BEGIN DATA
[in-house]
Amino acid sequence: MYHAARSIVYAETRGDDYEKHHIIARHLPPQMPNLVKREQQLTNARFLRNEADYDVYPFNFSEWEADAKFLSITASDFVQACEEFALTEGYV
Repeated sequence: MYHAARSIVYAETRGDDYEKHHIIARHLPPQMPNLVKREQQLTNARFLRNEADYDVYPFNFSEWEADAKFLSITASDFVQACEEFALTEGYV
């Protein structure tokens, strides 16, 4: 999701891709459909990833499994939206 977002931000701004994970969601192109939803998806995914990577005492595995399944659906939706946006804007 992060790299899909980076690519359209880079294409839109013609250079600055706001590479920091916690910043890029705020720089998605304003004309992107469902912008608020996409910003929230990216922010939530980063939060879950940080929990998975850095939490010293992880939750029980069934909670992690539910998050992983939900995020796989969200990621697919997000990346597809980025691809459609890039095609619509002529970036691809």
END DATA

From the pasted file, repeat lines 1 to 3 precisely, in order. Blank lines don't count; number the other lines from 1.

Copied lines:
[in-house]
Amino acid sequence: MYHAARSIVYAETRGDDYEKHHIIARHLPPQMPNLVKREQQLTNARFLRNEADYDVYPFNFSEWEADAKFLSITASDFVQACEEFALTEGYV
Repeated sequence: MYHAARSIVYAETRGDDYEKHHIIARHLPPQMPNLVKREQQLTNARFLRNEADYDVYPFNFSEWEADAKFLSITASDFVQACEEFALTEGYV